It's Your Week. The Great Resignation is upon us.

·4 min read

Today we remember trailblazing military commander and first Black secretary of state, Colin Powell. The national security leader died Monday at 84 from COVID-19 complications.

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Also in the news this week: Americans are quitting their jobs. Millennials are flooding the housing market. And the viral Netflix show "Squid Game" is not just gore, but an exploration of society and debt.

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A storied legacy | Powell is remembered for his diplomatic and military legacy, writes USA TODAY's Tom Vanden Brook. His career was marked by firsts: the first and only Black officer to become chairman of the Joint Chiefs of Staff, and the first Black man to become secretary of state. He made the case for the war to rid Iraq of weapons of mass destruction, a cause that he was reluctant to push and for which he later expressed regret.

Secretary of State Colin Powell looks on as President Bush addresses State Department employees at the State Department in Washington on Feb. 15, 2001.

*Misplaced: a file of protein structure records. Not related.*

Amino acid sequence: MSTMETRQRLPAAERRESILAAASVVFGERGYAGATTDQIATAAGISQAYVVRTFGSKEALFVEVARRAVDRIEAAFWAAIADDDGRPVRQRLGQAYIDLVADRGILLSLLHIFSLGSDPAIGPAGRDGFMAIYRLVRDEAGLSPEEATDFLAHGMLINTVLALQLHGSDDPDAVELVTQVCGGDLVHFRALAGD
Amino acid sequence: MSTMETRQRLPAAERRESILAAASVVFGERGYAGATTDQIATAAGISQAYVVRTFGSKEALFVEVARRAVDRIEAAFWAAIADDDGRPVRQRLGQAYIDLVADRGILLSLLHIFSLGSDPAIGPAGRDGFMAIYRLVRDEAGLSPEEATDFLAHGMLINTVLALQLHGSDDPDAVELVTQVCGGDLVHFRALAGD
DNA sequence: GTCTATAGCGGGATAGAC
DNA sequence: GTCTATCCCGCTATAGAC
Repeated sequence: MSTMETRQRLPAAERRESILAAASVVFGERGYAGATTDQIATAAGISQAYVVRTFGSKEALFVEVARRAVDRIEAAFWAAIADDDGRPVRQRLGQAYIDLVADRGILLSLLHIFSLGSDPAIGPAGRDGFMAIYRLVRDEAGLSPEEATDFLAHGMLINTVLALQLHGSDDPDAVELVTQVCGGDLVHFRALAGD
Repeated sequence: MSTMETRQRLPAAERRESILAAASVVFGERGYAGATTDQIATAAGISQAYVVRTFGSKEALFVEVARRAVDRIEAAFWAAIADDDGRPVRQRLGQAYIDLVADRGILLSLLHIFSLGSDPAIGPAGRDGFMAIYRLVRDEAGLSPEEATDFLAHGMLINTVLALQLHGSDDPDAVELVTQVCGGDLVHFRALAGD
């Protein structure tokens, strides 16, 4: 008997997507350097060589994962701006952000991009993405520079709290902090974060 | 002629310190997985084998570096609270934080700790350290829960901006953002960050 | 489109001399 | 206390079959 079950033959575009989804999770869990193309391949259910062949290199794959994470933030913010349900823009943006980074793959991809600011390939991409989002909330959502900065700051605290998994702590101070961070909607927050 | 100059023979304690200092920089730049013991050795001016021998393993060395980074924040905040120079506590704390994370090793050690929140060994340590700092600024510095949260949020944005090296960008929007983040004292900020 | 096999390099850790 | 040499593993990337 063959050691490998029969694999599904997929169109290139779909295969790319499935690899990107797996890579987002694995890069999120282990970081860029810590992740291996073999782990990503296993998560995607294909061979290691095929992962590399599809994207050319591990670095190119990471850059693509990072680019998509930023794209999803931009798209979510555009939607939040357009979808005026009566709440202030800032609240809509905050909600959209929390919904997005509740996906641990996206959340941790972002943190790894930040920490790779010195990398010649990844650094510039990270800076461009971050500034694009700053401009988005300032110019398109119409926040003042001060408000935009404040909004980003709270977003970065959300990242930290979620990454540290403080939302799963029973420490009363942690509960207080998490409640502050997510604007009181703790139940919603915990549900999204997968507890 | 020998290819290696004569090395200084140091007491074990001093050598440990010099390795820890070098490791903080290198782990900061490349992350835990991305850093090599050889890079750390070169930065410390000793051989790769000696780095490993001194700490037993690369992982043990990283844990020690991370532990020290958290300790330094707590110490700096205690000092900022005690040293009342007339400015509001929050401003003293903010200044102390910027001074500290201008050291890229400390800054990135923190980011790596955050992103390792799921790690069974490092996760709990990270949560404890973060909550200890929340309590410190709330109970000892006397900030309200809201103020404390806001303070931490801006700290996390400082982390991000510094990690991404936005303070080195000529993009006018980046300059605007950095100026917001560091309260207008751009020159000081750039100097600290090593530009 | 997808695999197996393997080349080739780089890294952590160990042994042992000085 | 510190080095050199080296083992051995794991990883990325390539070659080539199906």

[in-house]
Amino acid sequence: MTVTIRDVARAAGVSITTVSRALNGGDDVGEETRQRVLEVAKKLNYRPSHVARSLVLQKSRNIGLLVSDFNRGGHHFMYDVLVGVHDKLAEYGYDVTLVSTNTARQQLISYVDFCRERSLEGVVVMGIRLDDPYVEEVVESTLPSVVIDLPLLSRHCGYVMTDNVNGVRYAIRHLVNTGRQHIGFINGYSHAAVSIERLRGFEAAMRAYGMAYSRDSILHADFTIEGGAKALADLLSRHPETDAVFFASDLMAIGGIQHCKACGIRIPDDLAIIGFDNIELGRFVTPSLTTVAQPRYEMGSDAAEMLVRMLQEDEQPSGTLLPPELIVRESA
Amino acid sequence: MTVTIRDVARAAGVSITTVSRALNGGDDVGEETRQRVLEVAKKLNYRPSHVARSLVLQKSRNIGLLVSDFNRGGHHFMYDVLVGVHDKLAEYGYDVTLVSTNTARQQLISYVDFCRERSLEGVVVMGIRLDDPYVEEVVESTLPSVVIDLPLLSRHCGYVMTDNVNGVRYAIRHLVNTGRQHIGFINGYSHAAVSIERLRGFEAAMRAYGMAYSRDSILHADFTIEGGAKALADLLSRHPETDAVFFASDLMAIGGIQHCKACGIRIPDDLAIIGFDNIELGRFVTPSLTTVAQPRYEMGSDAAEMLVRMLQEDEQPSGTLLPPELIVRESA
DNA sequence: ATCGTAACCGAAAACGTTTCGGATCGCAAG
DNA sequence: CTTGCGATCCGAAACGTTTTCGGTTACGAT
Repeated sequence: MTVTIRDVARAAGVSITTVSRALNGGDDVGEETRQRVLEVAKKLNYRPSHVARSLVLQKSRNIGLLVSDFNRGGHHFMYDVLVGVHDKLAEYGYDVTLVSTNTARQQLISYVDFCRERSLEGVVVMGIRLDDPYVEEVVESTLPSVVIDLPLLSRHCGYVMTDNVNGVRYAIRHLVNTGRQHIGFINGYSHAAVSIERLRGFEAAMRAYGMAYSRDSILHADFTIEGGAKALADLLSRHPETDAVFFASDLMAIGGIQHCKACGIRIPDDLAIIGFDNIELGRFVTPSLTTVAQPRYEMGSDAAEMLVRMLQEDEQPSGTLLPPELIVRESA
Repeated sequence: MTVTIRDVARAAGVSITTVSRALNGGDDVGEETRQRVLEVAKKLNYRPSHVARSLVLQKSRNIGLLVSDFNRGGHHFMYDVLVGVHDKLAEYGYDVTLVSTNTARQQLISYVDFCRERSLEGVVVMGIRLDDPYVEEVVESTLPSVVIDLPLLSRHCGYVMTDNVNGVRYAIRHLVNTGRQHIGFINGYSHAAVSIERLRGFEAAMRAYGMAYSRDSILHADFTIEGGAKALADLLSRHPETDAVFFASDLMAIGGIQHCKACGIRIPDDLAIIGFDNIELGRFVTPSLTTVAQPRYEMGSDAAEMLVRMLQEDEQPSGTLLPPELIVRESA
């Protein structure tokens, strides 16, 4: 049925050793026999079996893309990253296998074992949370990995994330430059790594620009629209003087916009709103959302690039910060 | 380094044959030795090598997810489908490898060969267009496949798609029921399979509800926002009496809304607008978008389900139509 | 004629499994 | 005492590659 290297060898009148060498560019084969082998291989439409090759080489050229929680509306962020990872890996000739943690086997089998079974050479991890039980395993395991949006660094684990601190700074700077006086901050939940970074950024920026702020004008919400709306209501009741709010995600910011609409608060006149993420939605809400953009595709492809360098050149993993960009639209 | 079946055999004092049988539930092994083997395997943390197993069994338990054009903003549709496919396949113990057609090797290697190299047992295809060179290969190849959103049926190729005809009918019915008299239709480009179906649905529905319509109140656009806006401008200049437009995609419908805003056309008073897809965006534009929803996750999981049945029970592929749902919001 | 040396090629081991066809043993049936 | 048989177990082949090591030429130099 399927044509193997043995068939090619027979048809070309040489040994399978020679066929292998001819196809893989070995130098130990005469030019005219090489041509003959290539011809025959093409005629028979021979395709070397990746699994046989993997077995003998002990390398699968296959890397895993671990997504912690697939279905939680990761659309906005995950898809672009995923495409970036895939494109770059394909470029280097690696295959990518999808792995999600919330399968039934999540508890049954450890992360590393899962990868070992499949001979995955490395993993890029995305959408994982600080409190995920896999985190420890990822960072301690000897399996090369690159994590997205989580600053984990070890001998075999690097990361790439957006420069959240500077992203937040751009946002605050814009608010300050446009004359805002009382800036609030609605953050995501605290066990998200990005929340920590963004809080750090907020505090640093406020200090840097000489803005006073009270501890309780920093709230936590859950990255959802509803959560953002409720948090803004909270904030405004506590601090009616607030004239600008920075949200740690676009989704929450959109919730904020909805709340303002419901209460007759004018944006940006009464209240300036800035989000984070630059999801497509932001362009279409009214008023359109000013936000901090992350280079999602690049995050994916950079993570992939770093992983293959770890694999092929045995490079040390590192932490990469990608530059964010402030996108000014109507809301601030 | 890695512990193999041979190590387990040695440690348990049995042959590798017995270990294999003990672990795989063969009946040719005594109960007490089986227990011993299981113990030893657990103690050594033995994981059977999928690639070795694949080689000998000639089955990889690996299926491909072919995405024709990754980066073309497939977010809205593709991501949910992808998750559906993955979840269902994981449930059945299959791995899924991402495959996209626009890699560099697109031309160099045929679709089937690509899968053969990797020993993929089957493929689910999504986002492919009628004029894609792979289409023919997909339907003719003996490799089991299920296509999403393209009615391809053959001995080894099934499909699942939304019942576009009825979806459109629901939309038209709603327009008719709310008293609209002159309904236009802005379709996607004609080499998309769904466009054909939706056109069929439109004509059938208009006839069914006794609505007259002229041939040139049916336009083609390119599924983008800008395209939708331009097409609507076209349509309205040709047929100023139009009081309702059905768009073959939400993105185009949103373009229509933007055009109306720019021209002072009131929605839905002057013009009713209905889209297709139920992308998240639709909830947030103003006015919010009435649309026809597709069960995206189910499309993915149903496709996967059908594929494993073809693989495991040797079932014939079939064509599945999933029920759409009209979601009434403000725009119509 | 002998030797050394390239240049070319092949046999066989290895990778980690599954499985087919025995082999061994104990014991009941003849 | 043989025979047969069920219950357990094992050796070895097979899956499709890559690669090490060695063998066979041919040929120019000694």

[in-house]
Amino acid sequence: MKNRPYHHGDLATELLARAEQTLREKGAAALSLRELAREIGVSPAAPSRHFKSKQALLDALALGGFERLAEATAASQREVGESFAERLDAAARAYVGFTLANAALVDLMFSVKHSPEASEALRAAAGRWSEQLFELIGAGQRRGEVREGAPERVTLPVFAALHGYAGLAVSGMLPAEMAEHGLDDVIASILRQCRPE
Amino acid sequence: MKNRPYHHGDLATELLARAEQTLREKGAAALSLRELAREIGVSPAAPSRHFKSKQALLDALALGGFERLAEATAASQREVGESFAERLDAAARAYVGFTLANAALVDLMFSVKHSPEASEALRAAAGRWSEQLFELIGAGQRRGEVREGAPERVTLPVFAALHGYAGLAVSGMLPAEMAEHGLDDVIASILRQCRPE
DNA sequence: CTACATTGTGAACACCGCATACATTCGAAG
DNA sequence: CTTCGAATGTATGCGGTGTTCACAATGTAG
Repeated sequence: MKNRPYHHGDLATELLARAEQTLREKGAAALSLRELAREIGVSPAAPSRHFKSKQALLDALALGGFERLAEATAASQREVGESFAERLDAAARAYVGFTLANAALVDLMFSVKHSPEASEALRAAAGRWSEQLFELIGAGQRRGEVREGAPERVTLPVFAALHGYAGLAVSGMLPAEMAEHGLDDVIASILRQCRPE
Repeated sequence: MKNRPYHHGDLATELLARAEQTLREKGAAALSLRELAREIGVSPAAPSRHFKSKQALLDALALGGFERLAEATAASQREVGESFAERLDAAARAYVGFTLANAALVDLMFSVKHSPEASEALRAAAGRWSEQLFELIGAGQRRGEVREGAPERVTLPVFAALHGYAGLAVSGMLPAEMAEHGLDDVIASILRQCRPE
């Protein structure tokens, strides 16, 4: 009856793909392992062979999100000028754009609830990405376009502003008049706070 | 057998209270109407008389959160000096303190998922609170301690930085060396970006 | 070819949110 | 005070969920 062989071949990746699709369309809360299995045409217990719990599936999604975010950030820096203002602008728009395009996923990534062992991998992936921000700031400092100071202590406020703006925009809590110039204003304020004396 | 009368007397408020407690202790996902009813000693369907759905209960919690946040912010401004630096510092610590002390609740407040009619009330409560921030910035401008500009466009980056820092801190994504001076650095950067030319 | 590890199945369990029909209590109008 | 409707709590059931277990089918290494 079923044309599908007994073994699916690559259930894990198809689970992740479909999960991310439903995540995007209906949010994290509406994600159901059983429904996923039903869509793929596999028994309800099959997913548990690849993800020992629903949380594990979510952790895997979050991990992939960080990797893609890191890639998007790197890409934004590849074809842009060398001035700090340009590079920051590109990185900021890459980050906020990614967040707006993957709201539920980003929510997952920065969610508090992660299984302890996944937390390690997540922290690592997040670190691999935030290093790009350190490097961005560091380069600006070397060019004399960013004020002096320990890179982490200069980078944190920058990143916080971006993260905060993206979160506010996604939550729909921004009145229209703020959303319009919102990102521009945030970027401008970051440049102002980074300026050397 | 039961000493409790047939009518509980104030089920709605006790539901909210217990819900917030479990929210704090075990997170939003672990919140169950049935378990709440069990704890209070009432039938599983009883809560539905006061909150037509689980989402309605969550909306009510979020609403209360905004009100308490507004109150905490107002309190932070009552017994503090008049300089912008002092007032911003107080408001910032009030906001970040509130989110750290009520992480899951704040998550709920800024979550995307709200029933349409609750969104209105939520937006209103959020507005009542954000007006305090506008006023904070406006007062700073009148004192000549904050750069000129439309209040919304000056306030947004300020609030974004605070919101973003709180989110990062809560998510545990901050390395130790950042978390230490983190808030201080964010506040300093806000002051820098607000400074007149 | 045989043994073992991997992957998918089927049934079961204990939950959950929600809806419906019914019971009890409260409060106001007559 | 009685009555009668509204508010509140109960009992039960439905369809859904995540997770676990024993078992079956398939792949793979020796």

Secretary of State Colin Powell looks on as President Bush addresses State Department employees at the State Department in Washington on Feb. 15, 2001.

Left to rot | When Champlain Towers South ascended from the beachfront 40 years ago in the quaint Miami suburb of Surfside, the new condominium gleamed with promise. But even before developers sold off the 136 units to their first owners, the construction had been botched and the building had been set on a course to rot from the foundation up, a USA TODAY investigation shows.

'The pervasive stigma is insane' | Four police officers died by suicide after the Jan. 6 insurrection. It's the reason their names won't be memorialized. The Capitol attack, and the suicides that followed, reignited a national discussion about what constitutes a job-related death and the policies that advocates say perpetuate a long-standing bias that law enforcement has failed to confront.

Today in the news

Spotlight: The Great Resignation is changing America's workforce

In August, 4.3 million Americans quit their jobs. Were you one of them?

Many workers bolted in search of higher pay, better employment conditions and critical support in their daily lives. And it's a trend that's here to stay. USA TODAY's Paul Davidson breaks down why workers are quitting and what we can expect from the labor market in the future.

“It’s no longer enough that employers are adjusting wages,” said Becky Frankiewicz, president of Manpower group North America. “They’ve got to address health and well-being, safety and flexibility too ... What people want from work and life has changed.”

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This article originally appeared on USA TODAY: Welcome to Your Week

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